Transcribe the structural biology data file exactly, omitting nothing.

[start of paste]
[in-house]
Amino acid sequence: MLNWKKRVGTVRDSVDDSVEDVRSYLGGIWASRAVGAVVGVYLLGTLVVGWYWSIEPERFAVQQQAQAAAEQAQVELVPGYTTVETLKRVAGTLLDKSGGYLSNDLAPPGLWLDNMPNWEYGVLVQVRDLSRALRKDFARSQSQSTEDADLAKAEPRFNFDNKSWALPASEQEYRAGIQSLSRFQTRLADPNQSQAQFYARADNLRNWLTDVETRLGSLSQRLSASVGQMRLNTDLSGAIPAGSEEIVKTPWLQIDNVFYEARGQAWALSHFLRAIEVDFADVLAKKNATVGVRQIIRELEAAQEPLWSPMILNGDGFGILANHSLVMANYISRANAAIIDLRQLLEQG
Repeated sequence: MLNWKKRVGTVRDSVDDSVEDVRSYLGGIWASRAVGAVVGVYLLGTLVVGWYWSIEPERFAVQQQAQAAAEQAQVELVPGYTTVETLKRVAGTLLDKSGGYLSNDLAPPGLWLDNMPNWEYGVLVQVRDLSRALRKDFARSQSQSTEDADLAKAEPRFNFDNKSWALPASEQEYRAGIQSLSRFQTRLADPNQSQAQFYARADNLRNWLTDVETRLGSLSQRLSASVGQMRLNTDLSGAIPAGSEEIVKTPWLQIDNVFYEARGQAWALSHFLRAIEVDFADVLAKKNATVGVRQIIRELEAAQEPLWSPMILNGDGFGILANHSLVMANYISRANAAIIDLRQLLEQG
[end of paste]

[in-house]
Amino acid sequence: MLNWKKRVGTVRDSVDDSVEDVRSYLGGIWASRAVGAVVGVYLLGTLVVGWYWSIEPERFAVQQQAQAAAEQAQVELVPGYTTVETLKRVAGTLLDKSGGYLSNDLAPPGLWLDNMPNWEYGVLVQVRDLSRALRKDFARSQSQSTEDADLAKAEPRFNFDNKSWALPASEQEYRAGIQSLSRFQTRLADPNQSQAQFYARADNLRNWLTDVETRLGSLSQRLSASVGQMRLNTDLSGAIPAGSEEIVKTPWLQIDNVFYEARGQAWALSHFLRAIEVDFADVLAKKNATVGVRQIIRELEAAQEPLWSPMILNGDGFGILANHSLVMANYISRANAAIIDLRQLLEQG
Repeated sequence: MLNWKKRVGTVRDSVDDSVEDVRSYLGGIWASRAVGAVVGVYLLGTLVVGWYWSIEPERFAVQQQAQAAAEQAQVELVPGYTTVETLKRVAGTLLDKSGGYLSNDLAPPGLWLDNMPNWEYGVLVQVRDLSRALRKDFARSQSQSTEDADLAKAEPRFNFDNKSWALPASEQEYRAGIQSLSRFQTRLADPNQSQAQFYARADNLRNWLTDVETRLGSLSQRLSASVGQMRLNTDLSGAIPAGSEEIVKTPWLQIDNVFYEARGQAWALSHFLRAIEVDFADVLAKKNATVGVRQIIRELEAAQEPLWSPMILNGDGFGILANHSLVMANYISRANAAIIDLRQLLEQG